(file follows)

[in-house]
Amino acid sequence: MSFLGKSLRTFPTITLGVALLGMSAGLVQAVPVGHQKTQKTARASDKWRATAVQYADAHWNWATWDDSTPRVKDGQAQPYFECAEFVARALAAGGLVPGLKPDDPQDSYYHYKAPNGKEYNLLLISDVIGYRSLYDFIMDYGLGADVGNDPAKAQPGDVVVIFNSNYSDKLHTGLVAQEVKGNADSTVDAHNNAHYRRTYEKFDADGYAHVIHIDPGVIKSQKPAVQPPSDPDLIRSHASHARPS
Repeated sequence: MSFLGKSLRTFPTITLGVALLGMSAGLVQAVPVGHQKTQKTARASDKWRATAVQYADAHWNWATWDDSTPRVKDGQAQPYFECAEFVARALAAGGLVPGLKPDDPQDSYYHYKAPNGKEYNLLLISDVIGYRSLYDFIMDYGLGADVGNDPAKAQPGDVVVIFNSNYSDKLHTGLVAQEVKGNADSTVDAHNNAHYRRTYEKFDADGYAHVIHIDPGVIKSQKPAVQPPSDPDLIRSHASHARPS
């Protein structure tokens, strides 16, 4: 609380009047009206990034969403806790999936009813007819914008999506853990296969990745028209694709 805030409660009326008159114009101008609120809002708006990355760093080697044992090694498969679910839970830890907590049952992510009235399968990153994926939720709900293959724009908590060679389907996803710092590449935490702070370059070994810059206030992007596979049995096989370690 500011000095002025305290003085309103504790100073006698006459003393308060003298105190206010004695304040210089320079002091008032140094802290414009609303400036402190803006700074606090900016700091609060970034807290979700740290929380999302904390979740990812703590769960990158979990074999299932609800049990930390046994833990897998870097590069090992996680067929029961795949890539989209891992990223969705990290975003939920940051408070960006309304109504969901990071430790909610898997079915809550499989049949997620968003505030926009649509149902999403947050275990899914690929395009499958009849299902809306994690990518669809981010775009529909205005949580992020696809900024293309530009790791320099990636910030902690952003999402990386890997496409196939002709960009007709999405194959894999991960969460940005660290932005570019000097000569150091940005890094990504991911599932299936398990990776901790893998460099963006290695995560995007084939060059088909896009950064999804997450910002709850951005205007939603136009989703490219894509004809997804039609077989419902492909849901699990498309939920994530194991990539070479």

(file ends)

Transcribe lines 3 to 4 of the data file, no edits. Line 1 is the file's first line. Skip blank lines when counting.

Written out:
Repeated sequence: MSFLGKSLRTFPTITLGVALLGMSAGLVQAVPVGHQKTQKTARASDKWRATAVQYADAHWNWATWDDSTPRVKDGQAQPYFECAEFVARALAAGGLVPGLKPDDPQDSYYHYKAPNGKEYNLLLISDVIGYRSLYDFIMDYGLGADVGNDPAKAQPGDVVVIFNSNYSDKLHTGLVAQEVKGNADSTVDAHNNAHYRRTYEKFDADGYAHVIHIDPGVIKSQKPAVQPPSDPDLIRSHASHARPS
């Protein structure tokens, strides 16, 4: 609380009047009206990034969403806790999936009813007819914008999506853990296969990745028209694709 805030409660009326008159114009101008609120809002708006990355760093080697044992090694498969679910839970830890907590049952992510009235399968990153994926939720709900293959724009908590060679389907996803710092590449935490702070370059070994810059206030992007596979049995096989370690 500011000095002025305290003085309103504790100073006698006459003393308060003298105190206010004695304040210089320079002091008032140094802290414009609303400036402190803006700074606090900016700091609060970034807290979700740290929380999302904390979740990812703590769960990158979990074999299932609800049990930390046994833990897998870097590069090992996680067929029961795949890539989209891992990223969705990290975003939920940051408070960006309304109504969901990071430790909610898997079915809550499989049949997620968003505030926009649509149902999403947050275990899914690929395009499958009849299902809306994690990518669809981010775009529909205005949580992020696809900024293309530009790791320099990636910030902690952003999402990386890997496409196939002709960009007709999405194959894999991960969460940005660290932005570019000097000569150091940005890094990504991911599932299936398990990776901790893998460099963006290695995560995007084939060059088909896009950064999804997450910002709850951005205007939603136009989703490219894509004809997804039609077989419902492909849901699990498309939920994530194991990539070479």